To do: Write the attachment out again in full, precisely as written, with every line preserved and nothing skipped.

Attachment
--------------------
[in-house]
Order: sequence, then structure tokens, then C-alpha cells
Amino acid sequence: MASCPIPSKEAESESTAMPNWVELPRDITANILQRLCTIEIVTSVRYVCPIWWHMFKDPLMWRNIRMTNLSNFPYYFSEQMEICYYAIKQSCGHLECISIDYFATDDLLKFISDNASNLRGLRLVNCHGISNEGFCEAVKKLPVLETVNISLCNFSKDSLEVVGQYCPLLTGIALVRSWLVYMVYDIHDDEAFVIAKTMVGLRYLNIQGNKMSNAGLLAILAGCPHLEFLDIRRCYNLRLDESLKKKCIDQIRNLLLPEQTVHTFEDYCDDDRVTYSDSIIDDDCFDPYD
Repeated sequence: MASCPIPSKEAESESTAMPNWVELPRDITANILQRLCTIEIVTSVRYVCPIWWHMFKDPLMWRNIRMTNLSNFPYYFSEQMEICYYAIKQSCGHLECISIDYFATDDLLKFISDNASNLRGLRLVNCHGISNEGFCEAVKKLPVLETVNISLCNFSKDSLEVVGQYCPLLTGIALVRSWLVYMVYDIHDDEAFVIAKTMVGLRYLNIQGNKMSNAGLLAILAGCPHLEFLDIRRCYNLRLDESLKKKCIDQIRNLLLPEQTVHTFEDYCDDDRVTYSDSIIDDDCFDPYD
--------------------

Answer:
[in-house]
Order: sequence, then structure tokens, then C-alpha cells
Amino acid sequence: MASCPIPSKEAESESTAMPNWVELPRDITANILQRLCTIEIVTSVRYVCPIWWHMFKDPLMWRNIRMTNLSNFPYYFSEQMEICYYAIKQSCGHLECISIDYFATDDLLKFISDNASNLRGLRLVNCHGISNEGFCEAVKKLPVLETVNISLCNFSKDSLEVVGQYCPLLTGIALVRSWLVYMVYDIHDDEAFVIAKTMVGLRYLNIQGNKMSNAGLLAILAGCPHLEFLDIRRCYNLRLDESLKKKCIDQIRNLLLPEQTVHTFEDYCDDDRVTYSDSIIDDDCFDPYD
Repeated sequence: MASCPIPSKEAESESTAMPNWVELPRDITANILQRLCTIEIVTSVRYVCPIWWHMFKDPLMWRNIRMTNLSNFPYYFSEQMEICYYAIKQSCGHLECISIDYFATDDLLKFISDNASNLRGLRLVNCHGISNEGFCEAVKKLPVLETVNISLCNFSKDSLEVVGQYCPLLTGIALVRSWLVYMVYDIHDDEAFVIAKTMVGLRYLNIQGNKMSNAGLLAILAGCPHLEFLDIRRCYNLRLDESLKKKCIDQIRNLLLPEQTVHTFEDYCDDDRVTYSDSIIDDDCFDPYD